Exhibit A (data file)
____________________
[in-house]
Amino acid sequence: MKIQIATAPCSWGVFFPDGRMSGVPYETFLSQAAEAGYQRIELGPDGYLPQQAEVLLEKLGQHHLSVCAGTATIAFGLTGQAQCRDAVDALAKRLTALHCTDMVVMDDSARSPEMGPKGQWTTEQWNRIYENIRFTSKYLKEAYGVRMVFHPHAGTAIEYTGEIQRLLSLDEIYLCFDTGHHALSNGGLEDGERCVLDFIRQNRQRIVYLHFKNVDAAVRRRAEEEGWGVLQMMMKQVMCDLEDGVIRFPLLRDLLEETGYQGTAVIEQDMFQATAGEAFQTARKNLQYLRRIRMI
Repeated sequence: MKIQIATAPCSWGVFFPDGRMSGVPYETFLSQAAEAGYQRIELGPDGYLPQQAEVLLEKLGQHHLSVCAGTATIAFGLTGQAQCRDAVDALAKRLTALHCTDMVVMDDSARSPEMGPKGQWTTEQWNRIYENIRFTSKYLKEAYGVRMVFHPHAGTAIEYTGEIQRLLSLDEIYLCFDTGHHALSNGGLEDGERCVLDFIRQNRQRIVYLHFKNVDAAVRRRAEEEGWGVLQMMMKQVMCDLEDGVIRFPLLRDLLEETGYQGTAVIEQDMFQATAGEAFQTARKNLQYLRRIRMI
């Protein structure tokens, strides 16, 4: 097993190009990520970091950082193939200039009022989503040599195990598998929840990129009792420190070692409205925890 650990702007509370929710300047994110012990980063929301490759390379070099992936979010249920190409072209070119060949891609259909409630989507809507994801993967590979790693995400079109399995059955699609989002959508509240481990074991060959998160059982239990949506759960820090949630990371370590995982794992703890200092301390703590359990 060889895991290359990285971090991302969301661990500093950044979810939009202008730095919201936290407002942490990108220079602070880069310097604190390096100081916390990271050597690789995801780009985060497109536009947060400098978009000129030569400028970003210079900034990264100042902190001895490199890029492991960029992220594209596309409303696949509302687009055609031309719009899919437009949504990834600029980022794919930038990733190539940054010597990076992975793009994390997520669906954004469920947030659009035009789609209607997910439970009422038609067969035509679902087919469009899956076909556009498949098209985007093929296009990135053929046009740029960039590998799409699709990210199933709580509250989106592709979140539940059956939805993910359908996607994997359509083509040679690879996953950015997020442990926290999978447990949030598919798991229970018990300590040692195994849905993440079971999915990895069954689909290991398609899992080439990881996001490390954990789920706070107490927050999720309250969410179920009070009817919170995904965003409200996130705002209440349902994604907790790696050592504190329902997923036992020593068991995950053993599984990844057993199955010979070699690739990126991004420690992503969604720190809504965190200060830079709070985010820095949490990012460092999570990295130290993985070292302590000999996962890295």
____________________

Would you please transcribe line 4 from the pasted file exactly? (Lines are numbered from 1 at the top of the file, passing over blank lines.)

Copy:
């Protein structure tokens, strides 16, 4: 097993190009990520970091950082193939200039009022989503040599195990598998929840990129009792420190070692409205925890 650990702007509370929710300047994110012990980063929301490759390379070099992936979010249920190409072209070119060949891609259909409630989507809507994801993967590979790693995400079109399995059955699609989002959508509240481990074991060959998160059982239990949506759960820090949630990371370590995982794992703890200092301390703590359990 060889895991290359990285971090991302969301661990500093950044979810939009202008730095919201936290407002942490990108220079602070880069310097604190390096100081916390990271050597690789995801780009985060497109536009947060400098978009000129030569400028970003210079900034990264100042902190001895490199890029492991960029992220594209596309409303696949509302687009055609031309719009899919437009949504990834600029980022794919930038990733190539940054010597990076992975793009994390997520669906954004469920947030659009035009789609209607997910439970009422038609067969035509679902087919469009899956076909556009498949098209985007093929296009990135053929046009740029960039590998799409699709990210199933709580509250989106592709979140539940059956939805993910359908996607994997359509083509040679690879996953950015997020442990926290999978447990949030598919798991229970018990300590040692195994849905993440079971999915990895069954689909290991398609899992080439990881996001490390954990789920706070107490927050999720309250969410179920009070009817919170995904965003409200996130705002209440349902994604907790790696050592504190329902997923036992020593068991995950053993599984990844057993199955010979070699690739990126991004420690992503969604720190809504965190200060830079709070985010820095949490990012460092999570990295130290993985070292302590000999996962890295």